WASHINGTON, Nov. 28, 2014 – Lawmakers looking to stop waste, fraud and abuse at USDA will find plenty of cases – from food stamps to farm loans - highlighted by the agency’s Office of Inspector General (OIG) in its most recent six-month review.
Among OIG’s recent accomplishments: investigations leading to 727 arrests, 339 convictions, and $142.8 million in recoveries and restitutions.
The 74-page report, issued the day before Thanksgiving, provides an overview of OIG activity from April 1, 2014 to Sept. 30, 2014.
As the report notes, almost 60 percent of OIG’s investigative resources are dedicated to preventing fraud in the Supplemental Nutrition Assistance Program (SNAP), including trafficking of SNAP benefits—the illegal exchange of benefits for cash. In this reporting period, the OIG’s SNAP investigations led to 271 convictions and $44.9 million in recoveries and restitutions.
Most of the cases involved grocers or convenience store owners who were caught exchanging SNAP benefits for cash or other ineligible items. But the report indicates there is no shortage of criminal creativity when it comes to the SNAP program.
For example, the report describes many other cases, including a Texas Health and Human Services Commission Clerk sentenced to prison for creating EBT cards for herself and friends, the Montana woman who fraudulently claimed a child was hers in order to receive SNAP and other federal benefits, and the Washington State woman who received SNAP benefits despite generating substantial business income and living in a house valued at over $1 million.
And the scams are certainly not limited to USDA’s Food and Nutrition Service. From farm loans to rural housing and even food safety inspection, OIG helped identify several other forms of criminal activity, including:
A Minnesota farmer provided false information to FSA in order to receive loans totaling $221,524, but then he illegally sold the cattle that secured the loans. In U.S. District Court, District of Minnesota, he pled guilty to conversion of mortgaged property, received 36 months of probation, and, in May 2014, was ordered to pay restitution totaling $164,081, according to the OIG.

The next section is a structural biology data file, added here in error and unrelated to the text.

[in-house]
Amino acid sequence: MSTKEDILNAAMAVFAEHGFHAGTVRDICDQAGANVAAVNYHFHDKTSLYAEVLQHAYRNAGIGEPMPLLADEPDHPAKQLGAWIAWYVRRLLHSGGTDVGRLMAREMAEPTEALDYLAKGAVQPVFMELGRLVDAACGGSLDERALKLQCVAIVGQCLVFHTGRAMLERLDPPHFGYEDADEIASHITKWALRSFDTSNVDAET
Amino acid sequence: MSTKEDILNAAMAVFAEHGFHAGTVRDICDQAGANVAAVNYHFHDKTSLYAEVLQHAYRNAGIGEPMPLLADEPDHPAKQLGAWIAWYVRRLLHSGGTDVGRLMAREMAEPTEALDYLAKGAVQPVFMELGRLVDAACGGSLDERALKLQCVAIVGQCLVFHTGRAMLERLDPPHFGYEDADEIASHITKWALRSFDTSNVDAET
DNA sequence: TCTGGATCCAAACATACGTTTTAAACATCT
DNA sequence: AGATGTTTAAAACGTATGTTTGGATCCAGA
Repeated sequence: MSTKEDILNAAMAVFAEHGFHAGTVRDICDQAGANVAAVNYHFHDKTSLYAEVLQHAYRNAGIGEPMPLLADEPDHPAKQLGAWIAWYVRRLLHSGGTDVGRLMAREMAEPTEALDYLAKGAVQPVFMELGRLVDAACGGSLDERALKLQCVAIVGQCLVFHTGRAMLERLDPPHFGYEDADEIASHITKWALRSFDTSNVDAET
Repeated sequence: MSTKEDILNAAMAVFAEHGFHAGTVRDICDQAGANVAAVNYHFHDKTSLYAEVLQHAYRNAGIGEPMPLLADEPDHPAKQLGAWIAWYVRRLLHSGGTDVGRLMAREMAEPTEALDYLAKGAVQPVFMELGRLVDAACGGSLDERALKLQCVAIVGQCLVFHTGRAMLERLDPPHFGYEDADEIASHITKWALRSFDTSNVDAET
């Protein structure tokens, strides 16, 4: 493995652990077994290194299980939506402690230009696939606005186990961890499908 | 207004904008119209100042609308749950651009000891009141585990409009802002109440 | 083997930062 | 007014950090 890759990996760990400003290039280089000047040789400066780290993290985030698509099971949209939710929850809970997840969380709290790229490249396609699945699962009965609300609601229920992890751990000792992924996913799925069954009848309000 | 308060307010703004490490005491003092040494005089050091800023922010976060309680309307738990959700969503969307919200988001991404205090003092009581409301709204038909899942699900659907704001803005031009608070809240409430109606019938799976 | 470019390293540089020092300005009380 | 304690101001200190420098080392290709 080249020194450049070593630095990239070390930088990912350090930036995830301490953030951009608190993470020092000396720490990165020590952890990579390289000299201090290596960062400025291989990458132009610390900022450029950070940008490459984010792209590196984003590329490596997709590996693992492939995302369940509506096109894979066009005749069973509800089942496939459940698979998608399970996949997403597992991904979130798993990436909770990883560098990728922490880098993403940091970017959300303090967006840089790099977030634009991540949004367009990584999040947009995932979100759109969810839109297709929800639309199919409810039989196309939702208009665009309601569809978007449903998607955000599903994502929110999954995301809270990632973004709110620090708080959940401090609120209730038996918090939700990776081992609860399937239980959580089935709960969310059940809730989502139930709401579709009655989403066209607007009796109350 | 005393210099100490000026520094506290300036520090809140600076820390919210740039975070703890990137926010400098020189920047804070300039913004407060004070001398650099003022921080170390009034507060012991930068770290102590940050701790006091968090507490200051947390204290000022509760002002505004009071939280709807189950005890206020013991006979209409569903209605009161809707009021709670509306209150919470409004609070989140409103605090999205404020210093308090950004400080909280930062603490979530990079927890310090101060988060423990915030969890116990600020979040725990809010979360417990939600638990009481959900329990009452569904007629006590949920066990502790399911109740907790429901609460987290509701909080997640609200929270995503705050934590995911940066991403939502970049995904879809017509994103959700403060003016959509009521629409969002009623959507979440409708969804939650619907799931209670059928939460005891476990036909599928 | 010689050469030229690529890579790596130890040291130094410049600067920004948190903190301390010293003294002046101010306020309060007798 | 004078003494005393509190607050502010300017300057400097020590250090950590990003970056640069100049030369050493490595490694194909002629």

In July 2014, in U.S. District Court, Eastern District of Arkansas, an employee of a small city in Arkansas was sentenced to 36 months of supervised release and ordered to pay $44,532 in restitution, according to the OIG. From 2001 through 2012, the city employee underreported her income on 12 Rural Rental Housing tenant certifications that were submitted to USDA’s Rural Development, resulting in her receiving housing subsidies to which she was not entitled.
From January 2007 through June 2010, an Indiana daycare owner and her husband submitted false claims for reimbursement under the Child and Adult Care Food Program for meals and snacks provided to children who were certified as being in attendance, but who were in fact absent. They also submitted false claims to the State of Indiana for reimbursements under the Child Care Development Fund, funded by the U.S. Department of Health and Human Services and the State of Indiana. They were convicted and sentenced to 42 and 32 months in prison, respectively, followed by 36 months of supervised release, and were jointly ordered to pay $3.3 million in restitution.
For a copy of the full report, click here:
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